Maybe this wouldn't be so bad if they sold cold drinks in the supermarket, but they don't. You know how US stores like to use that space near the cash register for impulse buys like candy and drinks? There's usually a grizzly bear sized cooler filled with small bottles of spring water, water with vitamins, water with extra oxygen and all sorts of other drinks, including my personal favorite: Diet Dr. Pepper, which is probably made up of 700 different kinds of cancer causing substances, but I just don't care.

Well, in France, forget that. No water, no anything.

So, there you are- all parched and annoyed and now it's time to unload your shopping cart. If you were in , say, Ouagadougou, the cashier would check out your items and they would pass down the conveyor belt and into the capable hands of two or three really nice young men who would quickly box everything up for you, carry it all to your car and load it for you. And you could give them a small tip and they would be really pleased because (can you believe this?) lots of people don't tip at all. Cheapskates. Then you drive home quickly and have a nice glass of water. (there's no water available in Ouaga supermarkets either)

In general, under the above system, everybody goes home happy.

In France, though, this is the point where the major stress is just beginning. You unload your cart as fast as you can and the groceries zoom past the cashier and are shoved down the conveyer belt. They pile up at the end, a veritable Mount Everest of groceries. This is when you are supposed to whisk out your handy, ecologically correct shopping bags Wait! Don't tell me you forget your re-usable canvas shopping bags? If so, too bad for you, because there are no free bags at the store.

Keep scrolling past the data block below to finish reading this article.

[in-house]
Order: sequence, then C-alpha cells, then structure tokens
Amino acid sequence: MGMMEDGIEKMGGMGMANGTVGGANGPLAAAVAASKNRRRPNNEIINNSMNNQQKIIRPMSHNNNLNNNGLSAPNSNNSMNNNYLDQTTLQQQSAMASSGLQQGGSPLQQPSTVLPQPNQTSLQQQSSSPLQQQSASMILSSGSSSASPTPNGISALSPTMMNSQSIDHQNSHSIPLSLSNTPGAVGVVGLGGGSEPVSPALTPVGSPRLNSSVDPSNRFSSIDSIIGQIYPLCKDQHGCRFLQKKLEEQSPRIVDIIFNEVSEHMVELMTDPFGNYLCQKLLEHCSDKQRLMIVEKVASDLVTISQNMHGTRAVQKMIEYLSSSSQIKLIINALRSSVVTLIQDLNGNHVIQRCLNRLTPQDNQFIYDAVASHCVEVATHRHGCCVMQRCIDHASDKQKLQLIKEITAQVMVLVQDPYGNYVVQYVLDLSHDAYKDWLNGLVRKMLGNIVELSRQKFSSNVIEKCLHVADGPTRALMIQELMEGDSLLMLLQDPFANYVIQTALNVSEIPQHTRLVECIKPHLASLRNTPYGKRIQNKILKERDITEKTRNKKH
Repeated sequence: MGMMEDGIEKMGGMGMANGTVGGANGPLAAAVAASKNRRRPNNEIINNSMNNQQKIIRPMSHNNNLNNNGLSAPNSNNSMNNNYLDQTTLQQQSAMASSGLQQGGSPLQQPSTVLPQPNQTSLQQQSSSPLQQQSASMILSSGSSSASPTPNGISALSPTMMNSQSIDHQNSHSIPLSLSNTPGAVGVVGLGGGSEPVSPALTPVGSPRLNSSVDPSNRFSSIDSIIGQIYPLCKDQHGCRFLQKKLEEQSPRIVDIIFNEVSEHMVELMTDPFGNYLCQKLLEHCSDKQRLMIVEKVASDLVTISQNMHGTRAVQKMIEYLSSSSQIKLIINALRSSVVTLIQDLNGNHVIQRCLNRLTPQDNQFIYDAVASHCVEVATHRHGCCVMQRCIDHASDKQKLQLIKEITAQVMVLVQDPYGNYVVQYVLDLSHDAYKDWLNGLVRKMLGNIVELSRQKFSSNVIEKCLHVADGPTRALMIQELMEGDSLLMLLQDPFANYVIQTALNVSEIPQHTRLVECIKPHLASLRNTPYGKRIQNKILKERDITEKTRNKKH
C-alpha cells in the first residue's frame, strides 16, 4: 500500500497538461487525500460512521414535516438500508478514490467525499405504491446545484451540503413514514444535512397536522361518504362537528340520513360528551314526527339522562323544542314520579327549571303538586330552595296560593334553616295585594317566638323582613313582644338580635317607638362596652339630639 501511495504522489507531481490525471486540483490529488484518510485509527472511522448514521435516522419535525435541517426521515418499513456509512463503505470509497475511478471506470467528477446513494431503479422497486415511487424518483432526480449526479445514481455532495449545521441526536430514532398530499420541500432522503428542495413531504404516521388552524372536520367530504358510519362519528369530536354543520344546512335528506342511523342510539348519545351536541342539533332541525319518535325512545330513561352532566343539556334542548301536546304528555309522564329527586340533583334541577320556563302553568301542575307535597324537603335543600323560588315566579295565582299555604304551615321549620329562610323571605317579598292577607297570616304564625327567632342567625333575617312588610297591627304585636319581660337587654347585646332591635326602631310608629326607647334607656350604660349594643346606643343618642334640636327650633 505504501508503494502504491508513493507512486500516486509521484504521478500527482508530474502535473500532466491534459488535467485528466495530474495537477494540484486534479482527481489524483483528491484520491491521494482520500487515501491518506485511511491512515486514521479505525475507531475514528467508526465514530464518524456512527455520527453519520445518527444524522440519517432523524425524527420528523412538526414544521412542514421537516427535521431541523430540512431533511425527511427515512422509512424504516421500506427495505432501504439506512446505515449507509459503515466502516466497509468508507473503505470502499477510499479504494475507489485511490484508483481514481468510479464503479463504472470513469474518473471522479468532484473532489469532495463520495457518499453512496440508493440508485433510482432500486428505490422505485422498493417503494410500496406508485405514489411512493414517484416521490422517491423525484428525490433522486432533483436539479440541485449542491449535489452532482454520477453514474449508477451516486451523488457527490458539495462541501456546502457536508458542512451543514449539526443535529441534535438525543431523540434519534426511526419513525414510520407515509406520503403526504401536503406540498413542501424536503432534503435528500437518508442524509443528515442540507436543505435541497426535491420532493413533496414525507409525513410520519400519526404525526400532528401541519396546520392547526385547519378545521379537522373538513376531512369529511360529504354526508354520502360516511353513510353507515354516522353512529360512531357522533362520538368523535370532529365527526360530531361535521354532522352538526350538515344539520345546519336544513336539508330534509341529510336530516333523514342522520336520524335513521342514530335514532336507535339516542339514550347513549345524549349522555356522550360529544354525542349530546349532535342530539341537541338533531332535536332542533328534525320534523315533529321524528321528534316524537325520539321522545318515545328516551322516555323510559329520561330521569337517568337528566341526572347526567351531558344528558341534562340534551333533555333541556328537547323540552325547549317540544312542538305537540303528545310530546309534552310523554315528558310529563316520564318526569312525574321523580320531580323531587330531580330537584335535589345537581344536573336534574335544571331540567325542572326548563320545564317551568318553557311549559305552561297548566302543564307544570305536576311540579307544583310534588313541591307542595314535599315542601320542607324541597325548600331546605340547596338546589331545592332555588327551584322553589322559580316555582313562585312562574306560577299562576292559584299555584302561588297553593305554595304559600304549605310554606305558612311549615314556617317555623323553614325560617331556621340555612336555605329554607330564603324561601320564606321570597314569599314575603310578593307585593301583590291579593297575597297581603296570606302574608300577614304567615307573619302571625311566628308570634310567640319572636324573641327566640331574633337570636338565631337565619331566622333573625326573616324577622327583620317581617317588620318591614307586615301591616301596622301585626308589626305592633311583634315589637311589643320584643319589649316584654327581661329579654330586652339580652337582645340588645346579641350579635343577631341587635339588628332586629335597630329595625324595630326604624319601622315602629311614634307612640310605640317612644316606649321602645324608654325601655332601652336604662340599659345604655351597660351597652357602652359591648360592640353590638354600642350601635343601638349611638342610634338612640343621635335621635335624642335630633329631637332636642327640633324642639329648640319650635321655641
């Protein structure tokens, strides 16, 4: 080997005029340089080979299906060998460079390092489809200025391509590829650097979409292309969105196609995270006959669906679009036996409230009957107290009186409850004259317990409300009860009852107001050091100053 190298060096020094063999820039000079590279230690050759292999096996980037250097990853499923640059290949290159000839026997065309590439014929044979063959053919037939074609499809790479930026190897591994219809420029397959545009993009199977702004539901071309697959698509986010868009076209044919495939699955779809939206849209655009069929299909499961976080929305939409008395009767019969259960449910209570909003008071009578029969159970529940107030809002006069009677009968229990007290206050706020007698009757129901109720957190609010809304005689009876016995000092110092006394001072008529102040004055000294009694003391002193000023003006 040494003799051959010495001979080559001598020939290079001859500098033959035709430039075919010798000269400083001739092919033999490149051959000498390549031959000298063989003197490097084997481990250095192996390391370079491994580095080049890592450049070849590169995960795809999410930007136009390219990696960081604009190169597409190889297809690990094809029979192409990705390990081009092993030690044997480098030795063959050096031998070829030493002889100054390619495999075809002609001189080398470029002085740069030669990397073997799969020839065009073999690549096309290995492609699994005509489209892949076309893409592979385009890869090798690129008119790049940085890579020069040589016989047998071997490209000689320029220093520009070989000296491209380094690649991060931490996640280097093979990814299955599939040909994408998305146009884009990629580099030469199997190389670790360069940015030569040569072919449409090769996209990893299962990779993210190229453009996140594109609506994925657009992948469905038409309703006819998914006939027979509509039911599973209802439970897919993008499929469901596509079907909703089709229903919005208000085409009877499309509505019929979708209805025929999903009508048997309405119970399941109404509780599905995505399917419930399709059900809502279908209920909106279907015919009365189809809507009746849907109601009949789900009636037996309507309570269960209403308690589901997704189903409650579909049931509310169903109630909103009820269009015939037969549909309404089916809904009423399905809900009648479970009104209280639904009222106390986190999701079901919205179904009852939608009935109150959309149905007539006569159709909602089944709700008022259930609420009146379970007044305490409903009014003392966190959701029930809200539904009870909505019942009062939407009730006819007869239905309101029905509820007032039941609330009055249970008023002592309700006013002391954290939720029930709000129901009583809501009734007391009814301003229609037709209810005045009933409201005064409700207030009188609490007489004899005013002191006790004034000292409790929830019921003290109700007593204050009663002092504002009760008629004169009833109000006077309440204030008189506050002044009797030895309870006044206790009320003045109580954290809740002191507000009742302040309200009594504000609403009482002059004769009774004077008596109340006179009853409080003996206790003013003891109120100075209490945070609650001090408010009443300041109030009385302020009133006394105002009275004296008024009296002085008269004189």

Bags or no, the cashier keeps pushing stuff at you and you deal with it as fast as you can, but it's never fast enough. She calls out the total and you're not even half done packing everything, but you fumble around for your "carte fidelité" and your carte bleu so you can pay for it all.
You punch in your code and start bagging again as the line behind you grows and grows.In fact, it seems like the entire population of France is in that line, waiting for you to get your show on the road. Babies are wailing, people tap their feet impatiently and yes, that elderly priest is glaring at you.

So you throw all your stuff into bags, trying to keep from putting the bottles of orange juice on top of the tomatoes....You get the general idea by now, probably. Guess I woke up in a rant-y mood this morning.

What else is new around here?Well, it's been snowing like mad since last night, but I guess that's not really anything new. The kids are out right now, all four of them, rolling around in the piles of snow and falling flakes. I'm glad someone is enjoying it. I am just dreading having to dig the car out.